The Idaho House has given final approval to a bill Rep. Steven Thayn, R-Emmett, believes will help families in Idaho reduce the cost of going to college.
The measure cleared the House 58-12 and it now heads to the Senate for consideration.
The plan would help high students move through their coursework faster by paying most of the cost for online, summer and overload courses. Students who begin taking extra classes in junior high can finish their high school education by the beginning of what is typically thought of as the junior year.
The yearly cost for the program could be as high as $2.5 million, with the state paying $225 per online course and families paying $75 per class. Students who do not pass their extra classes will be required to pay the full course costs in order to proceed in the program.
Thayn says by rushing students through high school, the state could save up to $7 million in college costs.
The real savings, he believes, will come to families in the program. If students take courses more quickly and graduate after their sophomore year in high school, they can then take dual enrollment college course and graduate with an associate’s degree around the time their peers earn their high school diplomas.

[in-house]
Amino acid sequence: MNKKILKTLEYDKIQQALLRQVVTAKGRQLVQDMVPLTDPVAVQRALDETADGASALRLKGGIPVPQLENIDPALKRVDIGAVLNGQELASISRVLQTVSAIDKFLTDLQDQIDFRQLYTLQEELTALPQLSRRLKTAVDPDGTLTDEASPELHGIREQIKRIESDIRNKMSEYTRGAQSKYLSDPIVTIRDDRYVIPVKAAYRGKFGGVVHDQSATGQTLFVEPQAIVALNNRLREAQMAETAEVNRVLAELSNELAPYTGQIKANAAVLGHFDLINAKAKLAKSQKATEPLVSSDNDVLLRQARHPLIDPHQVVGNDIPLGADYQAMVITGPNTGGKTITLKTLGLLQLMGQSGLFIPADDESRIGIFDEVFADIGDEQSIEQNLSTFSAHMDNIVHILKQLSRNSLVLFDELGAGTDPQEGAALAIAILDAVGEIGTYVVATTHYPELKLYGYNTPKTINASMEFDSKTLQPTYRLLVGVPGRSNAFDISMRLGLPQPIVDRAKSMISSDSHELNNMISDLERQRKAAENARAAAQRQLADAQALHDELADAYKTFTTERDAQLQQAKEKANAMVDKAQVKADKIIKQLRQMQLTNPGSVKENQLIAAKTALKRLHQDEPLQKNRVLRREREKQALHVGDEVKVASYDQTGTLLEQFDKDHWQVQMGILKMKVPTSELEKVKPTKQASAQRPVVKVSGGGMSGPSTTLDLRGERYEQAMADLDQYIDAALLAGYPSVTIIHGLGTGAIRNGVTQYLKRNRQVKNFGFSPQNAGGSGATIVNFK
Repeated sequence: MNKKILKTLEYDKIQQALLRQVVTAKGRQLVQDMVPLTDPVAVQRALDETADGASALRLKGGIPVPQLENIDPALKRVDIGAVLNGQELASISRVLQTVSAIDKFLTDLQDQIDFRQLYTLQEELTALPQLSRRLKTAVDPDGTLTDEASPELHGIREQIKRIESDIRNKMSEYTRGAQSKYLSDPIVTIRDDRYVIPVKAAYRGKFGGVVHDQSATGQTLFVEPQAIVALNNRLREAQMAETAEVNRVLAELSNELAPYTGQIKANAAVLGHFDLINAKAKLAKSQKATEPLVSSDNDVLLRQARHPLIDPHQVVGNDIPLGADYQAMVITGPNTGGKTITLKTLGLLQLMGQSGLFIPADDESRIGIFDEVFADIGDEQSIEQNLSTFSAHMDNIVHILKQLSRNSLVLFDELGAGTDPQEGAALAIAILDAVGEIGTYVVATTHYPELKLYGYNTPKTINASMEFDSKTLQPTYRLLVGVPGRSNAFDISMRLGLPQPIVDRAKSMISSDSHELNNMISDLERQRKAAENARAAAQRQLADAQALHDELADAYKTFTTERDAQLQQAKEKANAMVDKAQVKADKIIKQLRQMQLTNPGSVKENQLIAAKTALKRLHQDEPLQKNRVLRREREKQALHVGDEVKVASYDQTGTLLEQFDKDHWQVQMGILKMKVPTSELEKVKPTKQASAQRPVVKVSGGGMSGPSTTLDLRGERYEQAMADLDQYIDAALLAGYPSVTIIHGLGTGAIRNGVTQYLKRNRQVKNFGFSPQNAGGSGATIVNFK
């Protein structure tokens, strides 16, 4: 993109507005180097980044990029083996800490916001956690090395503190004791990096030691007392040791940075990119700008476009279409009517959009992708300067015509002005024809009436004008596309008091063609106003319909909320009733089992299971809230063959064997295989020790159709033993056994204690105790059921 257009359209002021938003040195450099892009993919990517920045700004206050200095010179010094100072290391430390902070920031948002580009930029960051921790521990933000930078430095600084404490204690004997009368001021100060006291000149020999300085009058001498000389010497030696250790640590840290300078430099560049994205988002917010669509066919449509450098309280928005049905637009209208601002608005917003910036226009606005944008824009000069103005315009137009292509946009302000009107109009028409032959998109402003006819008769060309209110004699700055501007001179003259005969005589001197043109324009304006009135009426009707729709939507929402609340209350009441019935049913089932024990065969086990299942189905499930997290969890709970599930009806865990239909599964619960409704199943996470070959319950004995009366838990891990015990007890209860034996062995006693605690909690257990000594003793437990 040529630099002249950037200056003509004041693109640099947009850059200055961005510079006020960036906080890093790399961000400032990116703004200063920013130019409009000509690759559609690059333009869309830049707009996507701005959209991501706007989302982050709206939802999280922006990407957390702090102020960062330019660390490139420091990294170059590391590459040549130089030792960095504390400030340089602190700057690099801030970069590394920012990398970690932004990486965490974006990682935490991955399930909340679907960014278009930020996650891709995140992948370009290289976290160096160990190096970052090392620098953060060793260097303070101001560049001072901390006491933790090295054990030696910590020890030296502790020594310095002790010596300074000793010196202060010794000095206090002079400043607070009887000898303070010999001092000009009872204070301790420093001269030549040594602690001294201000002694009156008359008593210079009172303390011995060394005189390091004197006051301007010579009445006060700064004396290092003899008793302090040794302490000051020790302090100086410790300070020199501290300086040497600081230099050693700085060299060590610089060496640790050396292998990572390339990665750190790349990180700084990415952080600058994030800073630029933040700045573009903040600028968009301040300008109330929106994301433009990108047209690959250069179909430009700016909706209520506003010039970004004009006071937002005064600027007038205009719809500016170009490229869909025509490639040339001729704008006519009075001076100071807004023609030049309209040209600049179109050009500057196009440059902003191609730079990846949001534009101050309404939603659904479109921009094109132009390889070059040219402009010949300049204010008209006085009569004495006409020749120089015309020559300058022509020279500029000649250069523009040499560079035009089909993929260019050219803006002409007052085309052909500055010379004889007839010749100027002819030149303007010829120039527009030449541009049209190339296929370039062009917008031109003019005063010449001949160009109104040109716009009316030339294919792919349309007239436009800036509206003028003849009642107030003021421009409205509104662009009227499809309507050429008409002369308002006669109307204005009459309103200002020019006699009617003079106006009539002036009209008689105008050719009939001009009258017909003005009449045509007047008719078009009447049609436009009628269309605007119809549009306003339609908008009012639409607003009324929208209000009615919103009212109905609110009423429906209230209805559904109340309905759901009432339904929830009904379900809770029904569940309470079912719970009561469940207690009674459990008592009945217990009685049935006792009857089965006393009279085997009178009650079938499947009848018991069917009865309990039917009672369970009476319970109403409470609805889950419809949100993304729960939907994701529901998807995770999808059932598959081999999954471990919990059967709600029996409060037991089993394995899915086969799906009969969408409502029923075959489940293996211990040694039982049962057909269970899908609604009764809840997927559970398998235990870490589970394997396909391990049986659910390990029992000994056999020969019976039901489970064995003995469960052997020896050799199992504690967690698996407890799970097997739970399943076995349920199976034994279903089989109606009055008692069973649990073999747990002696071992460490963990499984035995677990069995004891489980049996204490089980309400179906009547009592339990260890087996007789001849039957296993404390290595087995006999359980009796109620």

Because students can take concurrent enrollment courses while still in high school, Thayn says families will save money by not having to spend as much on tuition, fees, books, food and other college-related expenses.
The program is not for everyone, however. Participation will be limited to 10 percent of the statewide student population and, even then, students must be motivated to take part. “It really depends on the willingness of the student to take extra classes and do extra work,” Thayn said.
Rep. Mack Shirley, R-Rexburg, the vice chair of the House Education Committee, spoke in favor of the measure, urging lawmakers not to be scared away by the newness of Thayn’s idea. “The thinking is outside the box. It’s a little unusual,” Shirley said. “But the concept is good.”
Shirley recognizes that some details of how the program would operate are still sketchy and will have to be worked out, but said the idea is worth the work.
There was some concern by members of the budget committee about how they would find money to fund the $2.5 million figure, but Thayn said he’s spoken with Jason Hancock, a top aide at the Department of Education about the issue and has been assured funding can be found if the bill clears the Senate and is signed by the governor.